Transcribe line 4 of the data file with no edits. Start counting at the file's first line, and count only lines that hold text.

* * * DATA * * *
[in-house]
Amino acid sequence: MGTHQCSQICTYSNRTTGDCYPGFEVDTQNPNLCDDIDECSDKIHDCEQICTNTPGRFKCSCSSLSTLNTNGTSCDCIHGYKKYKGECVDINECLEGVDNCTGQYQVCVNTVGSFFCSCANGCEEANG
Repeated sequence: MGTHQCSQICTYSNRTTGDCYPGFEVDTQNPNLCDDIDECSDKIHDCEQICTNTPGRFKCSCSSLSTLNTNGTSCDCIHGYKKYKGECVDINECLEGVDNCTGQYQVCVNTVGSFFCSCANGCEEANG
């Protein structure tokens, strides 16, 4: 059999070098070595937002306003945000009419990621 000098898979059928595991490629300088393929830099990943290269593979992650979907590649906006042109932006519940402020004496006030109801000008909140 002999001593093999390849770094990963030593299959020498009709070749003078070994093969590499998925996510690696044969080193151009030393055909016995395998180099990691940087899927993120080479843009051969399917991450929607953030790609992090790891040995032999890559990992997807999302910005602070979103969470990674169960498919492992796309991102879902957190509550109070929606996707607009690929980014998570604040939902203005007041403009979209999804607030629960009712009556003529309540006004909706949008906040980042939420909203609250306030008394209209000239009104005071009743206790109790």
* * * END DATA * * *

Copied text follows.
């Protein structure tokens, strides 16, 4: 059999070098070595937002306003945000009419990621 000098898979059928595991490629300088393929830099990943290269593979992650979907590649906006042109932006519940402020004496006030109801000008909140 002999001593093999390849770094990963030593299959020498009709070749003078070994093969590499998925996510690696044969080193151009030393055909016995395998180099990691940087899927993120080479843009051969399917991450929607953030790609992090790891040995032999890559990992997807999302910005602070979103969470990674169960498919492992796309991102879902957190509550109070929606996707607009690929980014998570604040939902203005007041403009979209999804607030629960009712009556003529309540006004909706949008906040980042939420909203609250306030008394209209000239009104005071009743206790109790």